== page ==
Roundtable: Should we let a minotaur interrogate detainees?

Everyone hates the minotaur until it’s their mom hanging out the window of the 110th floor. Ah well. Human nature, my friends.

I wonder, which mythical creature best represents our new, more enlightened technique of interrogating terrorists? Read this before answering. Tribbles, maybe?

There are 19 approved techniques in the [Army field] manual, last updated in 2006. The manual, which Obama designated as the standard for interrogations when he took office, prohibits techniques like waterboarding, electric shock, forced nudity, mock executions and other acts. …

Charles Stimson, who as the former deputy assistant defense secretary for detainee affairs worked on the 2006 revision of the field manual, said the administration is expected to consider other techniques…

Stimson is opposed to waterboarding and other “enhanced interrogation techniques” that were employed under the Bush administration. But he said other methods — for instance, lying — should be at the disposal of interrogators. He said any new methods that are devised or approved should stay classified.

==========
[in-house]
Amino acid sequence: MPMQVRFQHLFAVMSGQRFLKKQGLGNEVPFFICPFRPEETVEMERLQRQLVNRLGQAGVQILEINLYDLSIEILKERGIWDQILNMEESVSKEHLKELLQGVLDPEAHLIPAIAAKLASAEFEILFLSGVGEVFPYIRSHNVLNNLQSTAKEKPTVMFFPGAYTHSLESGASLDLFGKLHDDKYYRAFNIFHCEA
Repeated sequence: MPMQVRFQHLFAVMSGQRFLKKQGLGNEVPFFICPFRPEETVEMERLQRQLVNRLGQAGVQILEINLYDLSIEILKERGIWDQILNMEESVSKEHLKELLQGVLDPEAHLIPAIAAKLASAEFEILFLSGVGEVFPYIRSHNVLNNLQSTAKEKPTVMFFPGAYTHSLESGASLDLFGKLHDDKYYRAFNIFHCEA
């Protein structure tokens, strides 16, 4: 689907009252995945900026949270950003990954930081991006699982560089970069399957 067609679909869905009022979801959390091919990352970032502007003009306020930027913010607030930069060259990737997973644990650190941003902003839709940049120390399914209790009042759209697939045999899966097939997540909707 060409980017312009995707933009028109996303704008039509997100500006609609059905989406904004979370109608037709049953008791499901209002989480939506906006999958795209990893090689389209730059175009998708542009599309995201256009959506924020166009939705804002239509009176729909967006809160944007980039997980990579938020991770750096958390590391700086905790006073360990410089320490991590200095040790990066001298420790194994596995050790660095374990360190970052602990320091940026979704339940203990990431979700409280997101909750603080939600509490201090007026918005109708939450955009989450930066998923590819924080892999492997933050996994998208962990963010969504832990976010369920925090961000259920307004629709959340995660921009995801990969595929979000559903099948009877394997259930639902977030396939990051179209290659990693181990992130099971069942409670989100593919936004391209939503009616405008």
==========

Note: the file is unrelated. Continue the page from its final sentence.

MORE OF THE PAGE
While “lying” might seem like an obvious interrogation method, the Army Field Manual only approves it in very specific circumstances.

Under the “we know all approach,” interrogators are allowed to “subtly” convince the prisoner that they know what he or she knows. This can be complemented by the “file and dossier” approach, in which interrogators present a “file” to a prisoner that appears to be much bigger than it really is, by being “padded with extra paper” and other decorations.

Also endorsed by the field manual: The silent treatment, in case one of our boys has to crack KSM by getting into a staring contest with him or something. Exit quotation: “Some mild criticism aside, the report says the CIA ‘invested immense time and effort to implement the [program] quickly, effectively, and within the law’; that the agency ‘generally provided good guidance and support’; and that agency personnel largely ‘followed guidance and procedures and documented their activities well.’ So where’s the scandal?”


Is Using A Minotaur To Gore Detainees A Form Of Torture?